By Julie Nixon
Monday night’s Eclub entitled “Raising Investment and Working with Investors” was delivered from the perspective of someone who has literally built a company from nothing, Kanika Bansal of Medicen Devise Ltd, and also from the view point of those enabling funding, Mary Jane Brouwers of Archangel Informal Investment and Jude Cook of crowd funding platform ShareIn. The message was that you can take your business some way before reaching a stage where you are prepared to part with equity, but when you reach that point you should be approaching the right investment vehicle for your company.
Kanika describes herself as a medical device innovator/entrepreneur and credits her RSE fellowship for developing her entrepreneurial skills (and paying for her patent application). Starting with nothing she won her first pitch with a £500 prize, and from there developed her business plan. Using her ipad, also won as a prize, she pitched her design to doctors and through their feedback found how she could develop and deliver a product that healthcare providers needed. Currently still a 100% shareholder in her company Kanika has, after two years of product development, reached a stage where she is ready to approach potential investors who can match her government funding. She stressed the importance of finding an investor you “click with”; underlining that investment is not just about the money, but also the knowledge an investor can bring to your company.
As Kanika demonstrated how far you can take your company before investment, Mary Jane expanded on this from the stance of an investor, encouraging entrepreneurs in the audience to question whether they actually need investment and want to sell equity. This almost seems odd from someone who wants to make investments, but in reality reflects that investors want early stage companies to have considered many things before approaching them, such as knowing who the investor is and the areas they are interested in. Archangel tends to have a bias towards tech companies rather than retail opportunities, with emphasis on the value of a company’s IP to its business. There is no point pitching to investors with no interest in your area of business when other syndicates may have more history of investment in that area. Mary Jane also stressed the importance of tailoring your pitch, one size definitely does not fit all.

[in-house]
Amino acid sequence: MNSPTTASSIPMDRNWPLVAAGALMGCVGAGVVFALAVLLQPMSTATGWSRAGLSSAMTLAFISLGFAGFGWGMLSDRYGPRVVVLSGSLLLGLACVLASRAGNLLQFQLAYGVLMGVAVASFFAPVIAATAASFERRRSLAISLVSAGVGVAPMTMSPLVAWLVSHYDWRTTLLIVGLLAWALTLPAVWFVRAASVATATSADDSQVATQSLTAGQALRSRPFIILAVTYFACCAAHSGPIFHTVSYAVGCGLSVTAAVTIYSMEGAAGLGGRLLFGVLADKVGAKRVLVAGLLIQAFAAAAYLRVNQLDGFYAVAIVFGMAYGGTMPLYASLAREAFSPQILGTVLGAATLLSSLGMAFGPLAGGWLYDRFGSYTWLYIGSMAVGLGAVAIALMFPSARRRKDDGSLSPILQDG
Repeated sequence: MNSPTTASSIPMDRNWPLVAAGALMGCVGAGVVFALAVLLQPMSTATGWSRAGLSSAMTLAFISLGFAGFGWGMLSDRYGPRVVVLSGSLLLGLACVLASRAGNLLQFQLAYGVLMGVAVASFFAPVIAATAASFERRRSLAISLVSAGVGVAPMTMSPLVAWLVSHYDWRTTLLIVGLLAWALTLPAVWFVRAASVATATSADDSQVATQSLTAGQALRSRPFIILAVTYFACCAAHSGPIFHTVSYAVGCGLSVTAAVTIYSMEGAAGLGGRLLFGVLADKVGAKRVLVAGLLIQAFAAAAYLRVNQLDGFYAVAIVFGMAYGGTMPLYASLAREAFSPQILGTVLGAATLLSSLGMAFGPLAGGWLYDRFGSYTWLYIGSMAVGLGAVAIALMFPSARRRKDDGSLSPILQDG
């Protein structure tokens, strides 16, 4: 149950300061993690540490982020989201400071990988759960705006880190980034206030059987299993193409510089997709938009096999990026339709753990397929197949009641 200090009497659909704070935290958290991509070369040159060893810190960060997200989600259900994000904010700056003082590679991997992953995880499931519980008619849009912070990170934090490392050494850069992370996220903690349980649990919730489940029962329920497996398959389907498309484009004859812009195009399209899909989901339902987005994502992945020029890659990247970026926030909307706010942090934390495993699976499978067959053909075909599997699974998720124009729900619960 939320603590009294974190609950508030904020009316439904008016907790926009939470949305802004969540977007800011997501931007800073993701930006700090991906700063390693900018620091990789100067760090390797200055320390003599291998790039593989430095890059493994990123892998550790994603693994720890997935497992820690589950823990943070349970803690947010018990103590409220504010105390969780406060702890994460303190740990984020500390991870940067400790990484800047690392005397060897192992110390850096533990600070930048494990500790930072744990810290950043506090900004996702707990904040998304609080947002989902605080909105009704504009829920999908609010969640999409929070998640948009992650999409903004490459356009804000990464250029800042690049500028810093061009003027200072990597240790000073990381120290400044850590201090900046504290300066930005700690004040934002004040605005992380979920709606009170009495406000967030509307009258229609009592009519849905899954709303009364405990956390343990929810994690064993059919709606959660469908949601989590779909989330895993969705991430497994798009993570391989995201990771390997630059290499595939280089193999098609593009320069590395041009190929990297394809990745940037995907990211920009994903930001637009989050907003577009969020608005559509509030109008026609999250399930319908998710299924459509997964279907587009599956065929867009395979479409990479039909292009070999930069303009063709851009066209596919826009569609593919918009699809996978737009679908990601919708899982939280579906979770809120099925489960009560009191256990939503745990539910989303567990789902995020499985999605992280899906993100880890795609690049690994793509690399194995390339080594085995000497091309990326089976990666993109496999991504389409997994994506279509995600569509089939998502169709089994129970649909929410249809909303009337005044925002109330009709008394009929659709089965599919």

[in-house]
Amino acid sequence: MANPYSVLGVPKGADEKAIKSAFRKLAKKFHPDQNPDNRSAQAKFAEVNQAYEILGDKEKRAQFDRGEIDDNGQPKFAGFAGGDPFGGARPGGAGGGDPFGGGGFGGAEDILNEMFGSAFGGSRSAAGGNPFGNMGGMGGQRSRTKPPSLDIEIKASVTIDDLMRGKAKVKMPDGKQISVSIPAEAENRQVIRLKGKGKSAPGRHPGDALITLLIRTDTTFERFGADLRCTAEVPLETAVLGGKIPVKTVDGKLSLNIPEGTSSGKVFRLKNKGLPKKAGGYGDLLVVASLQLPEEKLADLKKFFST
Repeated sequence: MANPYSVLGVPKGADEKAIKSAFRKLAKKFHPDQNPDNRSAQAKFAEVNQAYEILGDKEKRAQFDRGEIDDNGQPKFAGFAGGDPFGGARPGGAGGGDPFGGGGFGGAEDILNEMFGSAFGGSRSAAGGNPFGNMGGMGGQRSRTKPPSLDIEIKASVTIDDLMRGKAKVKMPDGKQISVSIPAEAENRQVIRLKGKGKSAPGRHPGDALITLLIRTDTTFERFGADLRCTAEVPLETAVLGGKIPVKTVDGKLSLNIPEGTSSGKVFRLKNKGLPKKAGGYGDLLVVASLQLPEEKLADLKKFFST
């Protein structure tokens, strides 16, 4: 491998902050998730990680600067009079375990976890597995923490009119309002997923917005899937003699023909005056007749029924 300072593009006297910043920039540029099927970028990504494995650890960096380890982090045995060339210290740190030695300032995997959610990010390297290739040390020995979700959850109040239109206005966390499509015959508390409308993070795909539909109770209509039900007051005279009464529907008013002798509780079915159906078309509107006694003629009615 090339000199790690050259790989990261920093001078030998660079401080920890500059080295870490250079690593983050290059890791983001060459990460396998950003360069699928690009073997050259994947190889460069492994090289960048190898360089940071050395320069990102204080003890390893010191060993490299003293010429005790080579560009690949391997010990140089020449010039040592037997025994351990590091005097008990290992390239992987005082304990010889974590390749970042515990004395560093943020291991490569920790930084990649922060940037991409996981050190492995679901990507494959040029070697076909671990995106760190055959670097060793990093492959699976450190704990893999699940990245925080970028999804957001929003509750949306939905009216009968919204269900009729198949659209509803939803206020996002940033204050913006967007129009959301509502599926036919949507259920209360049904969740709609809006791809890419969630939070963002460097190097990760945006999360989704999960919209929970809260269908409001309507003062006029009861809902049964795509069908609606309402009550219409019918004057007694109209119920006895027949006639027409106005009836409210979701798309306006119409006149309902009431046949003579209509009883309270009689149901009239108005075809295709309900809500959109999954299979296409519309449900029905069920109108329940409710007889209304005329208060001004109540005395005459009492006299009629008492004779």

The final speaker was Jude Cook, the founder of ShareIn, an equity crowd funding platform that has just entered into its beta phase. Jude also raised the point that an entrepreneur should consider if they want to sell equity in their company when perhaps they could raise money via a reward based platform such as Kickstarter. However this route of raising money might not be suitable for a technology company and Jude saw a gap in the market for a crowd funding platform focused on technology and healthcare. In its first week one company using ShareIn has raised 67% of its required funding, demonstrating the potential of this route to investment.
The question session did raise the crowd funding issue of how to manage so many shareholders when company decisions need to be made. Jude has considered how investments can be managed with many shareholders on the company registers by having appropriate legal documents in place. Our own Stuart Hendry however touched on an earlier point made by Kanika, that it isn’t so much about documentation being an issue with crowd funding, more that this source of funding is all about the money and doesn’t bring the connections and experience that an angel investor can give to a young company.
Of course there are pros and cons with every method of raising funds using equity that this blogger will not expand upon here, but I think the main message to take from the event was that as an entrepreneur you can do a lot for your company before approaching the right investor but that it is important to know when you should seek investment and who best to approach.